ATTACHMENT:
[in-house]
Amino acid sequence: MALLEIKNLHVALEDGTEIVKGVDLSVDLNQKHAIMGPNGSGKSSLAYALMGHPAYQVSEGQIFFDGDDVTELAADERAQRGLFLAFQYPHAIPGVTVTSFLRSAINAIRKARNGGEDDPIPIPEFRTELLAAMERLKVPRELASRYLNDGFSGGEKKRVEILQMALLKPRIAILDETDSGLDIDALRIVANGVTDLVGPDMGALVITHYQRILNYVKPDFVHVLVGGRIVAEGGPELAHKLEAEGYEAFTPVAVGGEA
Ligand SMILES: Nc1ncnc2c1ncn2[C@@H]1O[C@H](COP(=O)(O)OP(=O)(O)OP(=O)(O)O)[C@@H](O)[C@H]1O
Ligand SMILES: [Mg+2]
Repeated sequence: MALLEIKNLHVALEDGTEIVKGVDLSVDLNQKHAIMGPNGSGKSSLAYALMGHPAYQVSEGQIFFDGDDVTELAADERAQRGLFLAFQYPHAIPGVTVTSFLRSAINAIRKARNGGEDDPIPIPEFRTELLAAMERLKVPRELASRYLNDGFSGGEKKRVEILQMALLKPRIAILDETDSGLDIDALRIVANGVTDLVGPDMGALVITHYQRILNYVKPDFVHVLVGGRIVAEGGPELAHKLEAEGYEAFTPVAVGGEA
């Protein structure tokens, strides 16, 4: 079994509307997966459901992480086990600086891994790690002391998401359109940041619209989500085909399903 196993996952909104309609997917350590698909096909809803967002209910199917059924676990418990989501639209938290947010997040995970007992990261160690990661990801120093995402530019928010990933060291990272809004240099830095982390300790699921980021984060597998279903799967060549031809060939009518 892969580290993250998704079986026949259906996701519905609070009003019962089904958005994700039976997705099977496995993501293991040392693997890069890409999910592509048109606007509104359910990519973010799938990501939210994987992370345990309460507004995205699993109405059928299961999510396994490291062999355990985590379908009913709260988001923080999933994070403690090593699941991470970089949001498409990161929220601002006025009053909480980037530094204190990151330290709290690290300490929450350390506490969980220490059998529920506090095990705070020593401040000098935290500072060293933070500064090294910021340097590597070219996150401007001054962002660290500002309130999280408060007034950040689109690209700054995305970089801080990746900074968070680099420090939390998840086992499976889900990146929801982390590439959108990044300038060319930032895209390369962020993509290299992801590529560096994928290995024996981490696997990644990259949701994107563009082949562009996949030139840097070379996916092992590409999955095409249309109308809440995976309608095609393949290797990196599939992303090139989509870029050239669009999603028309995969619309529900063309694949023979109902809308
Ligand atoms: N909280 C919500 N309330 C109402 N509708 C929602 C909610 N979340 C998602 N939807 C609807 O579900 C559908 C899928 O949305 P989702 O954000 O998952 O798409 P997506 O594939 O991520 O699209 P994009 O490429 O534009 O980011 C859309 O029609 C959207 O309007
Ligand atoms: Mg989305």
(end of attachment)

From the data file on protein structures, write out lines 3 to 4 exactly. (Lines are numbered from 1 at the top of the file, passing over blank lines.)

Ligand SMILES: Nc1ncnc2c1ncn2[C@@H]1O[C@H](COP(=O)(O)OP(=O)(O)OP(=O)(O)O)[C@@H](O)[C@H]1O
Ligand SMILES: [Mg+2]